Save Money: Revive Old Car Batteries Using Alum
We’ve all turned the ignition on our cars only to hear nothing when we expect it to crank. Usually we hitch a ride to the auto parts store and grab a new battery and turn in the old one to eliminate the dreaded core charge which is mandated by our lovely government. Before you turn the battery in, let me offer you an alternative use for those old car batteries.
While restoring old car batteries will not necessarily make them useful in a car again, they can serve as very good batteries for a solar powered system. There have been circumstances where people have actually used them in their cars again for a long time, but most do not maintain a standing voltage above 12 volts, which is what is required. This conversion method isn’t always guaranteed to work because some batteries have been heavily sulfated or abused, therefore the lead plating inside the battery has broken into several pieces. You can usually tell this if the sides of the battery casing is bulged. If you buy high performance car batteries these are much better for this type of conversion because the lead plating is sturdier. Like anything else in life, you get what you pay for.
You can also check out your local auto parts store and ask if they have old batteries. They will sell them to you at the core charge. Look through their selection and pick one with a recent manufacturing date and preferably a premium battery.
Emptying the Acid
The next thing you want to do is to get the acid out of the battery. First get some protective clothing and eye-wear and some disposable gloves. Find a plastic tote or storage bin, remove the compartment covers on the battery and slowly turn the battery over inside the tote to avoid splashing. Wait 30-45 mins until it empties completely. You should be able to hear the acid trickling out if it’s not finished. Once it’s emptied, use distilled water (not tap water) and fill all six cell compartments. Empty the water out and repeat two more times.
Mixing the Alum
First purchase some alum. The one pound bag for $3 will work just fine for one battery. You can either boil tap water for 10 minutes or purchase distilled water and heat it up in a pot on the stove – then you want to pour the entire contents of the one pound bag into the heated water so it will dissolve. Mix it up with a spoon to make sure all the crystals have dissolved. Next, use a funnel so you can pour the alum water into the battery and fill all six cell compartments. Make sure you let it cool some first (especially if you boiled water) otherwise it will melt the funnel.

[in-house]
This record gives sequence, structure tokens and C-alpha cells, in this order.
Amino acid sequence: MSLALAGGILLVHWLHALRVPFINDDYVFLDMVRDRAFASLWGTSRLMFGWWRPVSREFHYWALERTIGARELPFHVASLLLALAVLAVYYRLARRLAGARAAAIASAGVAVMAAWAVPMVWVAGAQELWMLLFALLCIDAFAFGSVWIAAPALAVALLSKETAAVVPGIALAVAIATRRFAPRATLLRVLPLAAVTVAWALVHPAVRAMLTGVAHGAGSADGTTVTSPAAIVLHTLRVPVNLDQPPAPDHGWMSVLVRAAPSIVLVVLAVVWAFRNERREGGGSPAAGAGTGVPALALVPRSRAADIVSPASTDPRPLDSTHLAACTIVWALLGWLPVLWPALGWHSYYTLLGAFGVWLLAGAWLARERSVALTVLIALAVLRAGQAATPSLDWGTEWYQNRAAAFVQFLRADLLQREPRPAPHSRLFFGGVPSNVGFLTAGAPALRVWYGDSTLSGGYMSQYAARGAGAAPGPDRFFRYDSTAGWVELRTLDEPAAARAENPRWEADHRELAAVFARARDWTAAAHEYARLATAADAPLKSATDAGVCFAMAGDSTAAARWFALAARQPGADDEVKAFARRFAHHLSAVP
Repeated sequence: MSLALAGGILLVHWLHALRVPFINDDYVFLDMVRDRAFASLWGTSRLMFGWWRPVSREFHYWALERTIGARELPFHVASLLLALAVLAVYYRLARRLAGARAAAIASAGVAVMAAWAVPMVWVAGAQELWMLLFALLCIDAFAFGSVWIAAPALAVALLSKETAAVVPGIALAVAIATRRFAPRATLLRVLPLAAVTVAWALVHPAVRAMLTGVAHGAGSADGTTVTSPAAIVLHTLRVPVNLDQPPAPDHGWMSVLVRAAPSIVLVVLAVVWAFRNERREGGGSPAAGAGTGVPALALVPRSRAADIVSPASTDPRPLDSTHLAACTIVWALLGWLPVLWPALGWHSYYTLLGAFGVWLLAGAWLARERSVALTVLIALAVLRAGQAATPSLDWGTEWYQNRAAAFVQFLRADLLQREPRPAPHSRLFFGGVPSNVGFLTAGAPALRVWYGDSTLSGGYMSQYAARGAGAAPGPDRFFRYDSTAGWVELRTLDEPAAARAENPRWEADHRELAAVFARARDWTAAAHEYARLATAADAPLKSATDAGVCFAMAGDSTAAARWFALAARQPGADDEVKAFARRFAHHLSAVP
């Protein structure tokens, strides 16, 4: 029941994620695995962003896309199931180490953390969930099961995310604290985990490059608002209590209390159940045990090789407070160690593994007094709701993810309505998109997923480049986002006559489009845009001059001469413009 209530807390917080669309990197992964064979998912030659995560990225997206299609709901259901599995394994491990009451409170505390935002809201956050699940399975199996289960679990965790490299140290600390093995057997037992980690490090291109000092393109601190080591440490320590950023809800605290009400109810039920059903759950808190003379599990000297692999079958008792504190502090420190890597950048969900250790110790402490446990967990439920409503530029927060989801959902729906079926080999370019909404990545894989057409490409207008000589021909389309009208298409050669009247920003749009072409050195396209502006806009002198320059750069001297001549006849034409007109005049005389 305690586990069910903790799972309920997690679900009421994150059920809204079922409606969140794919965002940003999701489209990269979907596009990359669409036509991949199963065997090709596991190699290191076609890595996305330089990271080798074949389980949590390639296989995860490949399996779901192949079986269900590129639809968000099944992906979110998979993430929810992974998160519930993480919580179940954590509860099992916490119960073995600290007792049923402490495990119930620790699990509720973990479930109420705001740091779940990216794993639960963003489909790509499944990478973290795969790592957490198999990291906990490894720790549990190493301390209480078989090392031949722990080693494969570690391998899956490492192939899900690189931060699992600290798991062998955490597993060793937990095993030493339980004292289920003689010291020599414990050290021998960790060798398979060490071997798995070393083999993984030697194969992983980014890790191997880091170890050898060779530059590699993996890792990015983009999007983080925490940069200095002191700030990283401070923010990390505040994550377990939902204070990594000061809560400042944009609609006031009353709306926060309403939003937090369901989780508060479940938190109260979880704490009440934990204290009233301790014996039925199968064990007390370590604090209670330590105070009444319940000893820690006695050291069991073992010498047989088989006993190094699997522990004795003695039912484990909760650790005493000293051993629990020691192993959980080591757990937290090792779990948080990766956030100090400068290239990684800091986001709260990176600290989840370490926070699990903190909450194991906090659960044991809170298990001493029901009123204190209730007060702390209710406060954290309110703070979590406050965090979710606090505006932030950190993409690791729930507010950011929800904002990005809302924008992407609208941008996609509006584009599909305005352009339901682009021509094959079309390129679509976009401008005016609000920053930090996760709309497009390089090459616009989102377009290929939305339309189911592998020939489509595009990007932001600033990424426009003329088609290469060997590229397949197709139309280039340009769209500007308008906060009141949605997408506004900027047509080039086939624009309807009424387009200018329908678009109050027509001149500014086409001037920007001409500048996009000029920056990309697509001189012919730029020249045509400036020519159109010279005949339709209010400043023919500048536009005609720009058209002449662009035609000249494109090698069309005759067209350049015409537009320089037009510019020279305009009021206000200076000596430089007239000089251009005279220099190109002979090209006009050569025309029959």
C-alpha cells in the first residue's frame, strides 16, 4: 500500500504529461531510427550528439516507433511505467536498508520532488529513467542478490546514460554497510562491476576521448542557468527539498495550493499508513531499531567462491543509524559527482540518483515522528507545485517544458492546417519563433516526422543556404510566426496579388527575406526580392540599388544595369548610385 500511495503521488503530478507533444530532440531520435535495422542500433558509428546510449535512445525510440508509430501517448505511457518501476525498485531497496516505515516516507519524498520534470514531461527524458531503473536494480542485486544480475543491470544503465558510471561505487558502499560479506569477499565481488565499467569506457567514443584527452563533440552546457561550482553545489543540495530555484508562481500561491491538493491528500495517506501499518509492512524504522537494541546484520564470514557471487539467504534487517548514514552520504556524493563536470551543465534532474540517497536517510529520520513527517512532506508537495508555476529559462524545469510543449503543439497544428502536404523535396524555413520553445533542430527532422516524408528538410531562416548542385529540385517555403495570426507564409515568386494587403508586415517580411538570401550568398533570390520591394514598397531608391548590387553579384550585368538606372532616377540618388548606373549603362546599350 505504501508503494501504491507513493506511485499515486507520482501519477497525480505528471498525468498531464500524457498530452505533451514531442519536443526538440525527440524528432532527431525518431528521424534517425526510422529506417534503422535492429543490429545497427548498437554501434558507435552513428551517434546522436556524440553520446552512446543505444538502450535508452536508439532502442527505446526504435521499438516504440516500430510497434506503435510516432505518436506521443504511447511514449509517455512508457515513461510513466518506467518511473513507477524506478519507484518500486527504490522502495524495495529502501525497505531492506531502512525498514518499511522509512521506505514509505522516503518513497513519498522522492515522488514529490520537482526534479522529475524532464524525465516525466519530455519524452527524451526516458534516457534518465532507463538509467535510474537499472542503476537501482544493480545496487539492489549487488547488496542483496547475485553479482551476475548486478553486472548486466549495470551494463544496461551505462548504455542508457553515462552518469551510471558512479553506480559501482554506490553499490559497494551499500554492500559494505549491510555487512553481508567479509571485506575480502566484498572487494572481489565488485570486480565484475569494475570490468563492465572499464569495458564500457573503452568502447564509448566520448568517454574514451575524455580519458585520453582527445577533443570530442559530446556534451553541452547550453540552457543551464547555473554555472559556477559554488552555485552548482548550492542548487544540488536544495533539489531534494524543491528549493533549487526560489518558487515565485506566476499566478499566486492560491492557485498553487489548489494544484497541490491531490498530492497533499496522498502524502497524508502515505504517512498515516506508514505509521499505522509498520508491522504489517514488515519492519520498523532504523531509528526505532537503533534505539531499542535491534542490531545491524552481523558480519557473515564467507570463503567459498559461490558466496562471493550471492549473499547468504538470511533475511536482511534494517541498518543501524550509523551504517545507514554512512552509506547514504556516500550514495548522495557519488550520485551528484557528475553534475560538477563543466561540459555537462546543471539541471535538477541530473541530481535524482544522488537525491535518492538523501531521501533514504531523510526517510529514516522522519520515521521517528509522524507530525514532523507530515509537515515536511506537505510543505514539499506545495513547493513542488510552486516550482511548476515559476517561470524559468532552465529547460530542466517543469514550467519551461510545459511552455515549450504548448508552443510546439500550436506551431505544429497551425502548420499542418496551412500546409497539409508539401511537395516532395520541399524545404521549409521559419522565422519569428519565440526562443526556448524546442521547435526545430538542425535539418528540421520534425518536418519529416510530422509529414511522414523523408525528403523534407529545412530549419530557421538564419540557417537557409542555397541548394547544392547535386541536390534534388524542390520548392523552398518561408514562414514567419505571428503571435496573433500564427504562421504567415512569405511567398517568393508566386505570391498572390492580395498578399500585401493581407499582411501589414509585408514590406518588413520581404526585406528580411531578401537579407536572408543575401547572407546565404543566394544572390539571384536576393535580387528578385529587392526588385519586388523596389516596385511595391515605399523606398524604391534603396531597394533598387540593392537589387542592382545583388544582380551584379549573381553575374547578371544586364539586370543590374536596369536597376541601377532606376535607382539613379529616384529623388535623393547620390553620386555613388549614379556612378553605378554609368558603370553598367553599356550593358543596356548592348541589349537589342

Using alum in the battery essentially makes it a lead alum battery or crystal battery. It’s no longer a lead acid battery. This means the discharge properties are much different. Lead acid batteries can be ruined by letting them discharge below 12 volts on multiple occasions. This isn’t the case with the lead alum batteries. While they will not stand at 12 volts, their properties allow them to be discharged all the way to zero without damaging them. The discharge pattern is also different. In a lead acid battery, the discharge crashes rather quickly whereas in a lead alum battery, the discharge rate is much slower. You will see that alum batteries do not have the amp capacity that a regular car battery would. The awesome thing about this is that you can keep adding batteries in parallel to form a large solar battery bank. Alum batteries will last you a very long time and require very little maintenance.
Charging the Battery
It’s better to charge these batteries initially with a slow charge. If you have a solar panel hook it up and allow it to charge over a few days, then put a load on the battery and discharge it completely. Old CPU fans or 12 volt lights work as good loads. Once it’s discharged, charge it again and repeat the process for a few weeks. This helps form the battery – the more you charge it, the better it gets over time.
I have a couple of these batteries in my garage that will run adequate lighting and will power and charge CB radios, walkie talkies, am/fm radios, cell phones any most other small electronic devices. If you get lucky and have quality batteries, you may even be able to run power inverters to power laptops and other items that require 110 volts.